The St. Louis Blues were trying to sweep a two-game series for the second time in a row. The Arizona Coyotes had little interest in letting that happen.
Similarly to the previous game, the Coyotes came out on fire. By the midway point of the first period, the Blues were being outshot 11-2 and the Blues two shots were not really even chance.
Counter to that, Arizona was peppering Jordan Binnington with chances and forcing several top notch saves. The Blues goaltender kept the team in the game until almost halfway through the first, when the Coyotes finally connected on a one-timer in the slot for a 1-0 lead.
St. Louis failed to connect on a power play shortly after that goal. The Blues offense was basically non-existent.
Arizona doubled their lead late in the period. After another great save by Binnington, nobody was able to clear the puck away from the post and the Coyotes jammed it in to make it 2-0 with just over two minutes left.
Then, the Blues just kept the straight-legged play in their own zone. Binnington made another great save only to see the rebound put home because there was not a Blues defender within six feet of the net.
St. Louis just looked like they had nothing in the tank. The effort was half-hearted and they simply could not keep up. There was a lot of reaching and standing going on.
Mike Hoffman scored a late goal, smashing one in from the point with Binnington pulled. Unfortunately, the comeback attempt was short lived as Arizona got an empty net goal not long after to make it 4-1.
Credit to St. Louis though. With 1:09 left, Ryan O’Reilly scored to make it 4-2, proving they don’t totally quit even when they don’t have it.
The Blues gave fans hope as Hoffman scored his second with 24 seconds left. It was not to be with St. Louis losing 4-3.
For the second game in a row, the Blues best player was probably Jordan Binnington. The only reason this game was ever close at all was Binnington.
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In the first period, he made a dazzling diving save. Stretching out with his stick, blocker and glove, Binnington managed to keep a sure goal out.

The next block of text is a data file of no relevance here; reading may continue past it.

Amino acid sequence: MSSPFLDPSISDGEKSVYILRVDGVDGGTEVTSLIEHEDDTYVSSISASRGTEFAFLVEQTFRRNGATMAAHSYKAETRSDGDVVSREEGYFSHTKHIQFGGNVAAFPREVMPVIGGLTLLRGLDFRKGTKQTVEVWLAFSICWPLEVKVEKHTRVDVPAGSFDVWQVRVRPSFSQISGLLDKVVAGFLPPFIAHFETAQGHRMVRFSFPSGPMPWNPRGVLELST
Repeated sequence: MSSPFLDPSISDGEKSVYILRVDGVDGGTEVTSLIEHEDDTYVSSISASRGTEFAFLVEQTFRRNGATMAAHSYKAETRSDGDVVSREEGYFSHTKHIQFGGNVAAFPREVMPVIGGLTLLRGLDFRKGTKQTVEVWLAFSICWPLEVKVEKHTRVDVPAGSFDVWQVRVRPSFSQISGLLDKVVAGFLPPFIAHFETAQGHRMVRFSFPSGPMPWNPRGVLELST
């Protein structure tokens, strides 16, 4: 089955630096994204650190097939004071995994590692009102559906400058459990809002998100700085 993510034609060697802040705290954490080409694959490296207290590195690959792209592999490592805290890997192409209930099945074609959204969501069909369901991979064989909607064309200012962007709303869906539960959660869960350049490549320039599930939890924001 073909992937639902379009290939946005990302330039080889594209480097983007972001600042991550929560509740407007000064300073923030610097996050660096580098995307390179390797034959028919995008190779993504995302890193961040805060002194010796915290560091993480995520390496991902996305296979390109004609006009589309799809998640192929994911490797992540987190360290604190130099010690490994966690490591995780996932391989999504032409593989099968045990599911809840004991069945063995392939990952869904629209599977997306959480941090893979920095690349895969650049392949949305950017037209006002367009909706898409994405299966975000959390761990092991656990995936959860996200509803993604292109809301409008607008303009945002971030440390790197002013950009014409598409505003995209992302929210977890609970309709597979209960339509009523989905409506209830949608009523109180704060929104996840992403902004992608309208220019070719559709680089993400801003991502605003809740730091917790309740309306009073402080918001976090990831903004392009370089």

After that, he connected on a series of glove saves, further frustrating the Coyotes.
From a goaltending standpoint, what was frustrating was the fact Binnington made the initial save on two of the three Coyotes goals. He just got no help on the rebounds.
We have almost all played sports at some point in our lives. We all go through days, even in normal life, where we just don’t have the energy.
No matter what you do, you just can’t snap out of the funk. The Blues were that way in this game.
The worrying thing is that this seems to happen in the second game of every two-game series. The Blues have good athletes, so they simply cannot be this gassed every other game.
It makes no sense. You have an old-school coach that should be able to get the guys fired up and focused.
You have a team made up of young players or players in their prime. The only “older” veterans are either in a bottom six role or on the third defensive pairing.
Yet, we saw what we saw. The entire team, except for a player or two on a shift or two, had no energy at all.
You saw guys gliding around with straight legs. The passes were weak and off target and the shots had no power behind them at all.
The Blues were falling all over the ice, but the Coyotes were not. This indicates the legs just are not there for some reason.
Pros: Final four minutes
The Blues outplayed the Coyotes for four minutes of this game, but it was the final four minutes and St. Louis was already down 3-0 at that point. Still, you have to admire the fire in this team.
Many teams in the league would accept their fate and just fade into the night. Whether the Blues thought they’d be playing Colorado or knew it was two more against the Coyotes, they could have just packed it up and said we’ll get the next one.
Instead, they found a little spark. Hoffman showed his shot power with a drive from the top of the zone. It was a seeing-eye shot that found it’s way through a maze of bodies and into the net.
Then, O’Reilly scored on a nice turnaround and fired it off the goalie’s shoulder. Hoffman’s second goal was even nicer, scoring on a cross-ice pass with little net to shoot at.
Ultimately, this late push makes you wonder where all that was the entire game. Even if you extend that effort into just 20 minutes, the Blues might actually win.
I also question keeping the goaltender pulled when the game was 3-1, but that’s personal preference. There was still over 3 minutes left and the Blues should have relied on their five-on-five play.
Give the guy a couple goals and people sing his praises, but he’s just not getting it done for the Blues. He is weak on the puck, makes terrible passing decisions and has poor positioning. He was on the ice for two of the goals against and was somewhat responsible for each too (not solely, but partially.
It was not just Dunn though. Until that late push, Binnington was the only guy playing. If you want to be generous, you could say Justin Faulk was doing pretty good too, but that’s about it.
The worrying thing is that this applies to the entire team. Every poor game seems like it is the entire team. It’s hard to have someone step up and lead when all 18 skaters are not playing well. Usually, you have a line or two that is off, but this is an entire team other than the goaltender.
Hopefully the Blues figure something out for Saturday’s game. Arizona seems to play far above their pay grade against St. Louis and the Blues have to counteract that.